Understanding PSA Controversy Does Not Deter Men From Getting Tested

MedicalResearch.com Interview with:
Michael Fenstermaker MD
NYU School of Medicine | MD, MS | Class of 2015
Northwestern University | BA | Biochemistry, Psychology

Medical Research: What is the background for this study? What are the main findings?

Dr. Fenstermaker: The benefits of using prostate-specific antigen (PSA) testing to screen for prostate cancer are uncertain. In response to this, many medical societies have recently scaled back their recommendations for PSA screening.  One common thread among these groups is that shared decision-making should guide whether or not men get tested. Shared decision-making is a process by which physicians and patients work together to make a medical decision that aligns with the patient’s values and follows the best available medical evidence.

Several studies have shown a decline in PSA testing since new guidelines have been published.  While a decrease in screening is not necessarily problematic itself, it could be an issue if this is the result of fewer physicians discussing screening with their patients. Some experts worry that disparities in screening could develop, such that only informed patients go on to speak with their physicians and receive PSA testing.  By analyzing data from a national survey, we had the chance to investigate just how much men know about the controversies leading to these guidelines changes and whether this knowledge influences PSA usage.

Our findings show that the majority of U.S. males of screening age report that they were not informed of many key facts important to understanding the risks and controversies surrounding PSA testing.  Of particular concern, certain vulnerable populations, such as those without regular healthcare providers were less likely to be informed of these facts. Surprisingly, those men who had more awareness of the controversies about PSA testing were more likely to undergo testing.  

Medical Research: What should clinicians and patients take away from your report?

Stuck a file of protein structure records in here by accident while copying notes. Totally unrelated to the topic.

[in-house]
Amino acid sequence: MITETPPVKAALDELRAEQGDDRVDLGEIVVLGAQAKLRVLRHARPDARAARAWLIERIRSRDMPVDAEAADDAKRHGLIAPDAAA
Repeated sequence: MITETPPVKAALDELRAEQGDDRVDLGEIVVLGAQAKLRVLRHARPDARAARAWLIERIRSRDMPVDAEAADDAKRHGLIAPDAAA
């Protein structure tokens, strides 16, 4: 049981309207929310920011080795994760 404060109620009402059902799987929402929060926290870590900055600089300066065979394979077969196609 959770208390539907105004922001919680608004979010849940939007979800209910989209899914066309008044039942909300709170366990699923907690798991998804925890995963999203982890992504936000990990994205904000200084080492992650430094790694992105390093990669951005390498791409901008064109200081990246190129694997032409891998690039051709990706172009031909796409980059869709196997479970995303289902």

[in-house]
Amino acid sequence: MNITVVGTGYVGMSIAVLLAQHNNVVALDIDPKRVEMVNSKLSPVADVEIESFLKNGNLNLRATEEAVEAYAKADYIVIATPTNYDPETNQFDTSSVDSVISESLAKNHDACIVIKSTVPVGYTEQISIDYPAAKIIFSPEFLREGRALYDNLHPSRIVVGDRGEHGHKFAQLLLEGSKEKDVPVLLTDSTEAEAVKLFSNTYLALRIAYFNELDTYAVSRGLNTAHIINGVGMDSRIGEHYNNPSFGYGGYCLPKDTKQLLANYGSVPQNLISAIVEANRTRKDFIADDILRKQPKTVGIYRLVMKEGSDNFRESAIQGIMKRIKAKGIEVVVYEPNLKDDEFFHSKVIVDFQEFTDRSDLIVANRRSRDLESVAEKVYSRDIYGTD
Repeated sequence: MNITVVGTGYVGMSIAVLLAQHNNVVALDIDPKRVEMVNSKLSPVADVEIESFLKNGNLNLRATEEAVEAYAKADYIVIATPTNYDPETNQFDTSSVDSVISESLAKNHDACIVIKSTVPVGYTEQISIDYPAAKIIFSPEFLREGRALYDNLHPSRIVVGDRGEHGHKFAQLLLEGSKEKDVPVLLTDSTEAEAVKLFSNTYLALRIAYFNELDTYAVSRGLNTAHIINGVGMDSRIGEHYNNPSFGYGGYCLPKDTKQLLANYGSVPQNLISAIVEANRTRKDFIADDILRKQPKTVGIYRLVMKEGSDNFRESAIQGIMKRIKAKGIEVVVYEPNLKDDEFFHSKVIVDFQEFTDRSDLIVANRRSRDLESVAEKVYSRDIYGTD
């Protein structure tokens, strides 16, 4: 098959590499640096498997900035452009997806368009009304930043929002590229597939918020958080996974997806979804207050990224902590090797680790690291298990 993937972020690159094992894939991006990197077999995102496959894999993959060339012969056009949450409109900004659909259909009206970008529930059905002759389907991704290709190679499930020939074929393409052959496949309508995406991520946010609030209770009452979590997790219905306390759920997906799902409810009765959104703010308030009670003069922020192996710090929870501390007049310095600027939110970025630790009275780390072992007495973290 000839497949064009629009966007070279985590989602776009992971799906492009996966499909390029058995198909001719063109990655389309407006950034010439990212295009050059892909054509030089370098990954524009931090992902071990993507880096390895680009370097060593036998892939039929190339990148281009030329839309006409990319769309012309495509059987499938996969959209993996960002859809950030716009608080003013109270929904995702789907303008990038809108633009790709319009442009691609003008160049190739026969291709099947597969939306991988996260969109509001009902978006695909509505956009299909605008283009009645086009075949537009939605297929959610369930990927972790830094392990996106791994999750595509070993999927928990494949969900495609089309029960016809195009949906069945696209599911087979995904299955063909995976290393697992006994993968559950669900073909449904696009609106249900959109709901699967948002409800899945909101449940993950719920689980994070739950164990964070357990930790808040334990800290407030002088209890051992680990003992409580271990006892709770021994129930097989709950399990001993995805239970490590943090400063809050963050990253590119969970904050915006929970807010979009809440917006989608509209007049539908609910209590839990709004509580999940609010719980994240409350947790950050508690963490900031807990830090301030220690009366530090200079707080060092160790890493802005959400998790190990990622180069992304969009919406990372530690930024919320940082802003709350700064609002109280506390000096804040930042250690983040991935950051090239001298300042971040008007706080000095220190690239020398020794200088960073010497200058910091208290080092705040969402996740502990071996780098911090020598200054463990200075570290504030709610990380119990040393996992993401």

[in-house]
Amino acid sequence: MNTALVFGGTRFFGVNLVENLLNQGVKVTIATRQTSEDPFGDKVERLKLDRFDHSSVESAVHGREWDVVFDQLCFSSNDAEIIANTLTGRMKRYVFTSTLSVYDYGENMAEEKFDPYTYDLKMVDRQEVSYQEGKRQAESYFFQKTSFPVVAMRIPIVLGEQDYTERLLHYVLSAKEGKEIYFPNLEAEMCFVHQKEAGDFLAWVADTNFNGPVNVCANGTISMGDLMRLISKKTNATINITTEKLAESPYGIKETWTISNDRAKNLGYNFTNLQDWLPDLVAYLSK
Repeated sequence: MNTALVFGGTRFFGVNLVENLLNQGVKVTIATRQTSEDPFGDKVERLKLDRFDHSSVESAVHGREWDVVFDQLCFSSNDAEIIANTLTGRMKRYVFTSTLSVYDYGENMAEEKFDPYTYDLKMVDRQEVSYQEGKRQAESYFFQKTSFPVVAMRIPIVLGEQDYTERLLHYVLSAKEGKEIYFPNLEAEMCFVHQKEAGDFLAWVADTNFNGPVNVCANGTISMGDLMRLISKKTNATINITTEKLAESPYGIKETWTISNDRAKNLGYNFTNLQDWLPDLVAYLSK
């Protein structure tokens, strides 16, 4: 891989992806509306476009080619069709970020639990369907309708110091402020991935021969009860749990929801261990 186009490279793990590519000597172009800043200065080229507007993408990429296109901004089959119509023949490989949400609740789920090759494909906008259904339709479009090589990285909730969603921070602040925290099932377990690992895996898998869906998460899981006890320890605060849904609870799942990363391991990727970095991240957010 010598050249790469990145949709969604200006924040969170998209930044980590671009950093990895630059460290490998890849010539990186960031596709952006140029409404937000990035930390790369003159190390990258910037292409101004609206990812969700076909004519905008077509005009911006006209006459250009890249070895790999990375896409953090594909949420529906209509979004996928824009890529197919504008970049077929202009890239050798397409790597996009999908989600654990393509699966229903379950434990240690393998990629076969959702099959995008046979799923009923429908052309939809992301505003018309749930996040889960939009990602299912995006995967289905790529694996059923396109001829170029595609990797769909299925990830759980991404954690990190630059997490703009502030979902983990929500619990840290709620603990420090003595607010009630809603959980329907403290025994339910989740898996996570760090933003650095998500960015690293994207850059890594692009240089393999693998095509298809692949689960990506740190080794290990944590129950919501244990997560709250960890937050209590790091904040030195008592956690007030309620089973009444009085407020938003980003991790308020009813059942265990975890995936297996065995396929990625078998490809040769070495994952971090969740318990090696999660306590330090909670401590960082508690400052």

Dr. Fenstermaker: We hope the extent to which most screening-age males are under informed about the risks, benefits, and controversies of prostate cancer screening is eye-opening to many physicians.  Without definitive evidence that PSA screening is helpful or not, we owe it to our patients to discuss the current controversies surrounding PSA.  The observation that PSA usage was associated with awareness is potentially concerning as well. With shared decision-making, it is important to ensure that variations in PSA usage are the result of patient preferences.

Some patients may also feel shy about participating in shared decision-making.  Patients should realize that they have a say in the decision to be screened for prostate cancer.  By starting a dialog, encouraging their physician to discuss the evidence behind PSA openly, they can reach a choice that better fits their own values.

Medical Research: What recommendations do you have for future research as a result of this study?

Dr. Fenstermaker: Strategies for better implementing shared decision-making into clinic practice need to be developed.  There is the impression that providing a comprehensive overview of prostate cancer screening in a short clinic visit is too difficult.  However, this is where tools to assist physicians and patients, such as decision aids, may become valuable in helping with the shared decision-making process.

Citation:

Presented at the 2015 American Urological Association

Friday, May 15, 2015 1:00 PM-3:00 PM
NOMCC: 217-219 
General & Epidemiological Trends & Socioeconomics: Evidence-based Medicine & Outcomes I
Funding: None
MP5-12: Understanding the Limitations of Prostate-Specific Antigen Testing Does not Deter Men from Undergoing Prostate Cancer Screening
Michael Fenstermaker*, Stacy Loeb, Heather T. Gold, Joseph Ravenell, Danil Makarov, New York, NY

[wysija_form id=”3″]

MedicalResearch.com Interview with:, & Michael Fenstermaker MD (2015). Understanding PSA Controversy Does Not Deter Men From Getting Tested